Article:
Cheyenne Photos

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From Wyoming Tales and Trails

This Page: Historic passenger Trains serving Cheyenne.

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About This Site

The Overland Limited,1909 heading west.

As previously noted, the period from about 1890 to the 1930's were the height of railroad passenger service in the United States. It was the age of named trains. Cheyenne over the years was served at diferent times by the Overland Limited frunning from San Francisco to Chicago. At the time it was the nation's most luxurious train. One could speed from San Francisco to Chicago in only three days. Later the Overland Limited was downgraded and succeeded by the City of San Francisco, the San Francisco Zephyr and the California Zephyr.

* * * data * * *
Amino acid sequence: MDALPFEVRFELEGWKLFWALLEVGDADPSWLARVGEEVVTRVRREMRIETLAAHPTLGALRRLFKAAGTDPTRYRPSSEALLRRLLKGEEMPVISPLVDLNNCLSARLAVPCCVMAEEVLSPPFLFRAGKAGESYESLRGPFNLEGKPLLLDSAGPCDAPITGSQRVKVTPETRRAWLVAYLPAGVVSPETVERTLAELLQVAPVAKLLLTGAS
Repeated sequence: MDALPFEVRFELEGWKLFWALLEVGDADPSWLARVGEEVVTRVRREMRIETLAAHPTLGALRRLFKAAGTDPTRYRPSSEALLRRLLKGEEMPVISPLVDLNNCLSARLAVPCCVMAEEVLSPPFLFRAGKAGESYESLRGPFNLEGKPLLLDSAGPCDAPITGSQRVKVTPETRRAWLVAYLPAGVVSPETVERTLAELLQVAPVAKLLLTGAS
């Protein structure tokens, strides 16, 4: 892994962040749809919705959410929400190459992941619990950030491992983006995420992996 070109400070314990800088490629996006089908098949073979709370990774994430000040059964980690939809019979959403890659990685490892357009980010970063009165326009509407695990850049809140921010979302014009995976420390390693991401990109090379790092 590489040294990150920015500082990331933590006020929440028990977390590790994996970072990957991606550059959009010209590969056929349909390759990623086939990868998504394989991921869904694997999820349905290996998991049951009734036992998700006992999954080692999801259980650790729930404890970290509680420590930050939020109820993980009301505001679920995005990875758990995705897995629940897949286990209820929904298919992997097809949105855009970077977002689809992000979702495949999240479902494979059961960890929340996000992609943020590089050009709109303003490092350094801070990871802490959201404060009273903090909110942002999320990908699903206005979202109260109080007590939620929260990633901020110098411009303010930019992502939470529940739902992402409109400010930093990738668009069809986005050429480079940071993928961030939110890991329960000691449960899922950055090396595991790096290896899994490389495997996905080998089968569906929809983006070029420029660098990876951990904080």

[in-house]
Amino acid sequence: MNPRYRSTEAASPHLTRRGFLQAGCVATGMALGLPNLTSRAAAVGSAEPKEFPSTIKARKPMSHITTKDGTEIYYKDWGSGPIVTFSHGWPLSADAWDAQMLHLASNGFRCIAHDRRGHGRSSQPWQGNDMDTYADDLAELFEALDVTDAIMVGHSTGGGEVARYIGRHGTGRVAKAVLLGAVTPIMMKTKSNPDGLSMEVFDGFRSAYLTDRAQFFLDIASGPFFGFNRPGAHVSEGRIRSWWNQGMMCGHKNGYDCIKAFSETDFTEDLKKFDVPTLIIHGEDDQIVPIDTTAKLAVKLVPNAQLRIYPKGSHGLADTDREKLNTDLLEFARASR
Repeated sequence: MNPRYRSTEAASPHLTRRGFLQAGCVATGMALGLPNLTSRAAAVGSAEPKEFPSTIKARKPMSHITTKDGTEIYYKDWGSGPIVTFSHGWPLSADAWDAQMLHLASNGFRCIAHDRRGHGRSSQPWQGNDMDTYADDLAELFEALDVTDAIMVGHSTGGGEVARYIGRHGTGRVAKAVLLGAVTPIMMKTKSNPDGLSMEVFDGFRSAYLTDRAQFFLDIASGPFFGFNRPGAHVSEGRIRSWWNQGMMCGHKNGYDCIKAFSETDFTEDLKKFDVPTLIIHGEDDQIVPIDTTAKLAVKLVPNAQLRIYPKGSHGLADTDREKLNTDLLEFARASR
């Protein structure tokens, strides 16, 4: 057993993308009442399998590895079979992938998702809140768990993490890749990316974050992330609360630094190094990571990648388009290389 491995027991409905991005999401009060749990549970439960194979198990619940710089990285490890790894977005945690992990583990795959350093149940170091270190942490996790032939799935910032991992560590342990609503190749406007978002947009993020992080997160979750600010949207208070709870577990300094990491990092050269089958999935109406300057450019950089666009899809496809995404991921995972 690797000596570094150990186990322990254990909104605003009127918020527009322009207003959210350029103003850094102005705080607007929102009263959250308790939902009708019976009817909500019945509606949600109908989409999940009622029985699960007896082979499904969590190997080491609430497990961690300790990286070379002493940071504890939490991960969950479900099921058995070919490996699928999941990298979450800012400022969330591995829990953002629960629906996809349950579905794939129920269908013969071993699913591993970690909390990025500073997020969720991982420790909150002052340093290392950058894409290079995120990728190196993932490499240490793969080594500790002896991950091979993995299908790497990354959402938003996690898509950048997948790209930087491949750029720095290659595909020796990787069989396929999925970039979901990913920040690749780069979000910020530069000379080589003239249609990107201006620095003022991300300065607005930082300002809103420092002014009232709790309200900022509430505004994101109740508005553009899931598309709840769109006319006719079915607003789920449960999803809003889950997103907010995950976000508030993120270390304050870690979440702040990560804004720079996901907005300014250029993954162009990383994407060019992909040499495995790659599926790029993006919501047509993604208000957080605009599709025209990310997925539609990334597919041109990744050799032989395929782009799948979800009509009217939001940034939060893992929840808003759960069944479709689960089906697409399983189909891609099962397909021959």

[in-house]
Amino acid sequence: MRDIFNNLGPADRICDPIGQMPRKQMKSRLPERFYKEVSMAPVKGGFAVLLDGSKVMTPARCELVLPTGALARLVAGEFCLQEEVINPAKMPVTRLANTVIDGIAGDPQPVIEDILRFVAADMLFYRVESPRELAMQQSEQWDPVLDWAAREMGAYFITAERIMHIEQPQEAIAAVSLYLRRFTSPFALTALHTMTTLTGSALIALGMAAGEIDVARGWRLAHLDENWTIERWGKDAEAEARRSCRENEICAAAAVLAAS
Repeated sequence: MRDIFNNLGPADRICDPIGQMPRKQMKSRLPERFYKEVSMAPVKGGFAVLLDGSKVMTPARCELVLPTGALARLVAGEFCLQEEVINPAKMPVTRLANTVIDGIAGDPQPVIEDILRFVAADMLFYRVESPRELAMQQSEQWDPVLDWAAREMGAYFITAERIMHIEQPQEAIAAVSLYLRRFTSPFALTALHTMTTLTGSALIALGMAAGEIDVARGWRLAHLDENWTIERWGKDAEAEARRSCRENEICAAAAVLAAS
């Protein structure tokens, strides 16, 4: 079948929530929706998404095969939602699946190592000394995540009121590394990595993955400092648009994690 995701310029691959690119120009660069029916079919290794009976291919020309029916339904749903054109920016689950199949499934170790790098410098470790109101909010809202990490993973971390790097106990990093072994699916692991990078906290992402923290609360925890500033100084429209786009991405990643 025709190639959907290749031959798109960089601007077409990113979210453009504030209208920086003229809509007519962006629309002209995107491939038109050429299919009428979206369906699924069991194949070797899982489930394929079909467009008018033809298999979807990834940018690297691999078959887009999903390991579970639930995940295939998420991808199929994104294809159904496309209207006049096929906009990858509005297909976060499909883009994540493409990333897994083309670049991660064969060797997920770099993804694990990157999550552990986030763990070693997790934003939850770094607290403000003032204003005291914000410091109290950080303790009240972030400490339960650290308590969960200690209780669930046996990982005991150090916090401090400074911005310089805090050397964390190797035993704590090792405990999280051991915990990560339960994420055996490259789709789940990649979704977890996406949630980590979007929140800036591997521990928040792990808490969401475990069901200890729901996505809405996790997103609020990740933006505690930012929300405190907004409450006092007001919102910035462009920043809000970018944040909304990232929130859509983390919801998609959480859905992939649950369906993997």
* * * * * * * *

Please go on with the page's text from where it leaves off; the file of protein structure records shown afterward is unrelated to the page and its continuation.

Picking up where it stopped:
Early railroad songs were about the workmen and the engineers who made those trains possible. Later those trains were recalled in the great hits of the 1930's and 40's, the "Atchinson, Topoka and Santa Fe," "The Chattanooga Choo Choo" and the "Orange Blossom Special." One of the earliest of those railroad songs played in the background is the 1911 victor Talking Machine Co. recording of "Railroad Rag," perhaps inspired by the trip from Chicago to San Francisco on the Limited, words at the bottom of the page.

The Overland Limited, double-headed heading west out of Cheyenne, 1940's.